Covert himself is known in the world of business-book publishing. His championship of obscure works has helped turn such books as The Goal into national bestsellers, and his monthly top-15 list is a frequently cited industry standard. He publishes a 20-page glossy quarterly newsletter touting new picks to an audience of 60,000 book buyers, and the publishers themselves heed his suggestions. ‘Jack is not simply a bookseller—he's a tracker and a prophet.'

Harriet Rubin - Founder of Doubleday/Currency

Bookshop to Books Shipped


The business took on a life of its own and moved to the back office of the store’s administrative offices, where there was a loading dock to move books in bulk, and space for our expanding customer service operation. That part of the business changed names a few times along the way, eventually settling on 800-CEO-READ in the late 1990s to emphasize our customer service, our call center, and our focus on business books. That, then, is the business Porchlight grew out of, though many aspects other than our name have changed since then. That "glossy quarterly newsletter" became obsolete as Amazon arrived on the scene, and 800-CEO-READ updated its business model to meet them in the online marketplace—much as David expanded his shops to compete with Borders and Barnes & Noble on the street.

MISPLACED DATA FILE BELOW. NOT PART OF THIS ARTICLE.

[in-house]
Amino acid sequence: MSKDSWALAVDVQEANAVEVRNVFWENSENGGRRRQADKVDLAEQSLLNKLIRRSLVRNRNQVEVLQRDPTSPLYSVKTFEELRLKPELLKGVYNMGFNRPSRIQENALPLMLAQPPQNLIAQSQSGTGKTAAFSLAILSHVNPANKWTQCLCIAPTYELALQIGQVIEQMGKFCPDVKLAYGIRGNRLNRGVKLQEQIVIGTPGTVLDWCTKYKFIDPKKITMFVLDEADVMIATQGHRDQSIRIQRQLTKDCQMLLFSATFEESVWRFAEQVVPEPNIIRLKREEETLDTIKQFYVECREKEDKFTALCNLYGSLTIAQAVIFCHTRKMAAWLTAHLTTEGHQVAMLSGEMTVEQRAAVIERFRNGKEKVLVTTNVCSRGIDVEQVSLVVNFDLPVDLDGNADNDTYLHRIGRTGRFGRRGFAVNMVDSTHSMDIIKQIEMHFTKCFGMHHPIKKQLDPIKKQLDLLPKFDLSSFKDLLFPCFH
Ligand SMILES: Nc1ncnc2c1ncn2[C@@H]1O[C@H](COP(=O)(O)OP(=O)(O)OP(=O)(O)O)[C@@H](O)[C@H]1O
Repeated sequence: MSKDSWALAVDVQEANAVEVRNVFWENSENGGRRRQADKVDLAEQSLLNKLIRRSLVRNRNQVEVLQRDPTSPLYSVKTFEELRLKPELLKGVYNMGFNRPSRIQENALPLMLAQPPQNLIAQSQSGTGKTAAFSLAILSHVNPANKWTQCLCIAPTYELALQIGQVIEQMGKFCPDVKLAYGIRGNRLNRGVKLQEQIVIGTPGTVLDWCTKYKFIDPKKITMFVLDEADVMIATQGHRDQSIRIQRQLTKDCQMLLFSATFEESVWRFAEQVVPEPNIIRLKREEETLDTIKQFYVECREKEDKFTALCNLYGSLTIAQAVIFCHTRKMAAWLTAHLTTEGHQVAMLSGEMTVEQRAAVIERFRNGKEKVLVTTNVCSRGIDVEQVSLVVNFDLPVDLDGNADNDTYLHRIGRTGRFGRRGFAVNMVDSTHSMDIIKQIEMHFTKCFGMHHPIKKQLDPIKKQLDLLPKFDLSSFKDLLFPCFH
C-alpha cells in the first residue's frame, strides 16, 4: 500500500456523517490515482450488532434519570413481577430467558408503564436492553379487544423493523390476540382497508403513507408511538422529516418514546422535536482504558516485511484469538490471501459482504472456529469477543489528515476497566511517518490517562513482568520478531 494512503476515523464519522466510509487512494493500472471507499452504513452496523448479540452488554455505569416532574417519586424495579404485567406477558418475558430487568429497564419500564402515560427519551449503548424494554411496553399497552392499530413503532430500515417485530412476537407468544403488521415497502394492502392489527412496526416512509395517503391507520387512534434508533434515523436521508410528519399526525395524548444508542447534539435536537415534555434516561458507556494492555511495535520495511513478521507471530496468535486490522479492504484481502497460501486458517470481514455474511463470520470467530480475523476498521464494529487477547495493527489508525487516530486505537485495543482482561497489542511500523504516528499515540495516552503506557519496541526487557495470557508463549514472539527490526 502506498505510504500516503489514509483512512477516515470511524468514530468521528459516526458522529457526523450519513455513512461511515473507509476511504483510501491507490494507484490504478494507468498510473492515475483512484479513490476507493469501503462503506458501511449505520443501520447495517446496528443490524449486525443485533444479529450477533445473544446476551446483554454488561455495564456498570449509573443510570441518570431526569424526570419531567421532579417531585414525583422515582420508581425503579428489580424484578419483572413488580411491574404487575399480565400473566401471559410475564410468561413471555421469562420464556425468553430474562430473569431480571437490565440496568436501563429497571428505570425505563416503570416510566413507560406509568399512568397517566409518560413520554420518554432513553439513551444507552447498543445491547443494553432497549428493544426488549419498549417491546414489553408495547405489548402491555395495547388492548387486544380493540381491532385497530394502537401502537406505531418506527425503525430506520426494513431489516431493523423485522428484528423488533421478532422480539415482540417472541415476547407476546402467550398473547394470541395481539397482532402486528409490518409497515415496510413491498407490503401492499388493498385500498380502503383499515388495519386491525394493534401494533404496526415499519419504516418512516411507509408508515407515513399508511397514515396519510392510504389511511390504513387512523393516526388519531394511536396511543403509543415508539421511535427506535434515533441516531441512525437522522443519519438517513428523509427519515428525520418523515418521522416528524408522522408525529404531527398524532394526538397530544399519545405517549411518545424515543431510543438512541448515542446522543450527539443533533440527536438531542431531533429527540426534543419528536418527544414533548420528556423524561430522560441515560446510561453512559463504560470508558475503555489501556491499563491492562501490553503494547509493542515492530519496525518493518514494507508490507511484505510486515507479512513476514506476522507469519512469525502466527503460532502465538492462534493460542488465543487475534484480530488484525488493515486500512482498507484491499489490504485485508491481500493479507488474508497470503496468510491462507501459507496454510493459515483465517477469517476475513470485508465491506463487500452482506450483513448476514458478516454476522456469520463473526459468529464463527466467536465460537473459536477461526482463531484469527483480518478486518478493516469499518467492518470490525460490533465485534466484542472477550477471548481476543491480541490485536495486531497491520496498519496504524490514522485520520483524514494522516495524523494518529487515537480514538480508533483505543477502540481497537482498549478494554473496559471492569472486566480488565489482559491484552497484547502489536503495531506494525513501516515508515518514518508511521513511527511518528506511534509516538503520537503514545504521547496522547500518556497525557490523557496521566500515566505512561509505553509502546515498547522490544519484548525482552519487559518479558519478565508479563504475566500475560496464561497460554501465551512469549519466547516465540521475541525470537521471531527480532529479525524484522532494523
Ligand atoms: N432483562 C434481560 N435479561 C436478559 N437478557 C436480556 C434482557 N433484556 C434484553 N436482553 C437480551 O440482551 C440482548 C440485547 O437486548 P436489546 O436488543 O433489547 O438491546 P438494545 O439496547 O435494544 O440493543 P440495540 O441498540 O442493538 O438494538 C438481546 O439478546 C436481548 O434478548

The Passing of an Era


Perhaps the most dramatic and lasting changes to our business family came with David’s passing in 2004 and the closing of the bookshops five years later. Amazon, it turned out, would be more of an existential threat to our bookshops than the chains ever were, and would even end the big box stores’ reign over the retail book market. Happily for Milwaukee and independent bookstore supporters everywhere, one Schwartz Bookshop location remains in operation today as Boswell Book Company, just down the street from where Harry opened his first store in that Downer Avenue beauty parlor. Though it is no longer a part of our company, we still consider Boswell a close relation. It makes us proud that the Harry W. Schwartz retail bookselling legacy lives on as Boswell is owned by Daniel Goldin, a former Schwartz book buyer and general manager.